Film & TV, The Muse

Spread eagle with Zack and Miri

Viewers who go into director Kevin Smith’s latest offering Zack and Miri Make a Porno thinking that the film’s rather straightforward title is a clever marketing ploy will be in for quite a surprise when the aforementioned Zack and Miri make good on their promise. But if those same viewers think that this means Zack and Miri is just another mindless sex comedy, they’re in for another surprise. Because while Zack and Miri’s mind may be in the gutter, its heart is in the right place.
The film stars Seth Rogen and Elizabeth Banks as Zack and Miri, two penniless friends who come to realize that they could pay off their delinquent water and electric bills by, well, making a porno. After recruiting Zack’s friend Delaney (Craig Robinson) to produce and several ‘actors’ (including Smith regular Jason Mewes), they’re well on their way to making their harebrained scheme come to fruition. But the production soon runs amok when Zack and Miri realize the feelings they have had for each other since high school.
Rogen has such a natural, average-Joe charm that it’s difficult not to empathize with him. Banks deftly handles Smith’s dialogue like an old pro and serves as a great counterweight to Rogen. But it’s the supporting cast who really shines, as both Robinson and Mewes steal almost every scene they’re in ‘-‘- as they’ve tended to do in their earlier outings.
Smith does a great job of seamlessly weaving together his distinct brand of humor with a serious look at human relationships. Smith makes his point by treating sex liberally and humorously, but contrasts it with the actual love that grows between Zack and Miri, which he treats seriously. While there is gross-out humor aplenty, it never panders and the more serious aspects of the story don’t feel forced or shoehorned on. The pornographic production serves to give the film its comedic tone while also acting as a vehicle for the love story. It’s almost paradoxical ‘-‘- a dumb comedy shouldn’t inspire this much thinking and a serious film shouldn’t be this funny. Yet Smith’s script really delivers both.
That’s not to say the film isn’t without its flaws. Some jokes fall flat, and the first 20 minutes are almost uncomfortably awkward. Smith’s camera work, never his strong suit, won’t be making film students drool anytime soon. The appearance of actors normally associated with Hollywood’s other big-name comedic director Judd Apatow (Rogen and Robinson), give the film a tone closer to Knocked Up than Clerks or Dogma. And the movie gets so raunchy at some points that it’s not really a surprise that the MPAA originally gave it an NC-17 rating before eventually knocking it down to an R. But then again, if someone still thought the film would be family-friendly after hearing the title, its doubtful this warning would be enough to scare them away.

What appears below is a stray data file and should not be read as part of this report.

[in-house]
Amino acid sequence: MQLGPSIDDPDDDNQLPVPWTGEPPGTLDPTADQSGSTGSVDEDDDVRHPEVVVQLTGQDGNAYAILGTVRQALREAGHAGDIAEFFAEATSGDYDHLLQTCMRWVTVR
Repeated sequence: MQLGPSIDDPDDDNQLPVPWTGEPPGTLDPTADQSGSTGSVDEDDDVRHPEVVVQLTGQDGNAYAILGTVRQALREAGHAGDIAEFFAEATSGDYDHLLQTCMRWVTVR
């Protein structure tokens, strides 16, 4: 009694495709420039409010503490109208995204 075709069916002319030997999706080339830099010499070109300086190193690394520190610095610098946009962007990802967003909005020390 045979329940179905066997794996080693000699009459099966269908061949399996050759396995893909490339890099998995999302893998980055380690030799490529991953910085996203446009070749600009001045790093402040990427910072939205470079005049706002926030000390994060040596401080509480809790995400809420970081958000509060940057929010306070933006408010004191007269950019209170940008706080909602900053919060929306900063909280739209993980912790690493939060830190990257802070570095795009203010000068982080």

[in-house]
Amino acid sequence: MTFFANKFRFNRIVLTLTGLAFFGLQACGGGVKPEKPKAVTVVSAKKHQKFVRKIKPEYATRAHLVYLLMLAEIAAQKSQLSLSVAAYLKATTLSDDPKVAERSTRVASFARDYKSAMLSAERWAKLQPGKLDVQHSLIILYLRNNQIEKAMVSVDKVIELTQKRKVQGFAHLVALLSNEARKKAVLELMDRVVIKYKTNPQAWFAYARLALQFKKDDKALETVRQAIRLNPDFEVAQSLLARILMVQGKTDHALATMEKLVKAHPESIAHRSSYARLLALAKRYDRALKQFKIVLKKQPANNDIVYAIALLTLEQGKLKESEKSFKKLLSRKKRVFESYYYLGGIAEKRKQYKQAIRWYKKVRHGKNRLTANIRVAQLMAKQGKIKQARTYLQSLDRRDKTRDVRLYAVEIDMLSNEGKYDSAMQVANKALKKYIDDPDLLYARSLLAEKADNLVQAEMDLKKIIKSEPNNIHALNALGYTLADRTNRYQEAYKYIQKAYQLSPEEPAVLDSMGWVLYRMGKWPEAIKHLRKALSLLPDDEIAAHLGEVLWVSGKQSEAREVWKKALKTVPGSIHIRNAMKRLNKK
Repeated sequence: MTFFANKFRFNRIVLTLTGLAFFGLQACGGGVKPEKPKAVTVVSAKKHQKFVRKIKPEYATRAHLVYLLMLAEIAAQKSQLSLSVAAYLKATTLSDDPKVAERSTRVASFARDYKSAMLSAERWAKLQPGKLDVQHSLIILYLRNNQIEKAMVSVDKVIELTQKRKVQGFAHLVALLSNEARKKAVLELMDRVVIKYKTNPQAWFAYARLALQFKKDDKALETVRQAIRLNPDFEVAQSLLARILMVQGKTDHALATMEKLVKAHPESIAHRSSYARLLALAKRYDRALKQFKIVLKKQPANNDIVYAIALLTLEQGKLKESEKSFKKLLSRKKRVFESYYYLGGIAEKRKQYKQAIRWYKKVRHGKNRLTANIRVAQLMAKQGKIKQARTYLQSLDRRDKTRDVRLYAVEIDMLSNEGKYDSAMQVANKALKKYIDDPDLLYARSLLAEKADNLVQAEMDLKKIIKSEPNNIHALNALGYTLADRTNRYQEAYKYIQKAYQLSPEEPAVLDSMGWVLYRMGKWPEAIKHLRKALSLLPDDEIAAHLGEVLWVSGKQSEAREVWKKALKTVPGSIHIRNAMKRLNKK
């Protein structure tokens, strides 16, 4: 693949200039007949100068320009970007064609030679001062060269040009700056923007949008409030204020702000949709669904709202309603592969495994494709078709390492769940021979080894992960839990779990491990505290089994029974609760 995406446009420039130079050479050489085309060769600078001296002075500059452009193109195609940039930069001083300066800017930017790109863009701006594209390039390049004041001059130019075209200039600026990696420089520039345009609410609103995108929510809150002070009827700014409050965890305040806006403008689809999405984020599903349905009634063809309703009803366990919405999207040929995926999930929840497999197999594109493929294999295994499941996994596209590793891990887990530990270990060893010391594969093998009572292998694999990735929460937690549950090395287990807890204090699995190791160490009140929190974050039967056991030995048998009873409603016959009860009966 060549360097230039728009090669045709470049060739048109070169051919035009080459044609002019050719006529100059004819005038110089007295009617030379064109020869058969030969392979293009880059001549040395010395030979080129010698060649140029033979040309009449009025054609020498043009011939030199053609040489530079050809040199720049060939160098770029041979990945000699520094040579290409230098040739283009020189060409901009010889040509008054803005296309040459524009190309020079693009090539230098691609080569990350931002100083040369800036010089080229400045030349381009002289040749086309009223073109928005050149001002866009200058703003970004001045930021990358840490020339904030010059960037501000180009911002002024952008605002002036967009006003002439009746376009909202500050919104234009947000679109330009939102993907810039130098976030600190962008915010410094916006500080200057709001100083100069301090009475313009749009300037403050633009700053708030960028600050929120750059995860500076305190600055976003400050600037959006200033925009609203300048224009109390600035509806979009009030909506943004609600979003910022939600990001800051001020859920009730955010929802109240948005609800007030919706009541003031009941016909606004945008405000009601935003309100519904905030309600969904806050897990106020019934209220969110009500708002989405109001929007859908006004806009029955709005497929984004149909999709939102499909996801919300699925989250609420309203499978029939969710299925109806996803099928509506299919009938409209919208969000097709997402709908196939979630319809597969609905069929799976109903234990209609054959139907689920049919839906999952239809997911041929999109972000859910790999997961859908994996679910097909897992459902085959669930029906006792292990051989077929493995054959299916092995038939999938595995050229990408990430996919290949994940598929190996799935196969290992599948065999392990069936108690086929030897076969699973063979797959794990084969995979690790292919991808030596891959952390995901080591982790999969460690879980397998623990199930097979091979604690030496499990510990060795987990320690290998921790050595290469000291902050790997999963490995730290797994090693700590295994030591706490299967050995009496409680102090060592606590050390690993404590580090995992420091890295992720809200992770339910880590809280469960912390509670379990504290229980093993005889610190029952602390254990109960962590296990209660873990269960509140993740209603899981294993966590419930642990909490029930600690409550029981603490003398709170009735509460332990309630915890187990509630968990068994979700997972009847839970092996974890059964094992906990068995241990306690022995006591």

For Smith, Zack and Miri marks a big departure in terms of his storytelling. With the exception of the critically panned box office failure Jersey Girl, every film he has made thus far has featured his famous stoner duo Jay and Silent Bob, played by Mewes and himself. Many thought that it was impossible for Smith to make a successful film without relying on these characters, but he has proved the naysayers wrong with Zack and Miri. It’s dirty, crude, obscene and downright hilarious ‘-‘- a guilty pleasure that redeems itself with sharp dialogue and a fresh perspective on the love story. What ultimately sets Zach and Miri apart from the imitators is Smith’s ability to mix the bad with the good, the comedy with the drama, and the vulgar with the sublime.

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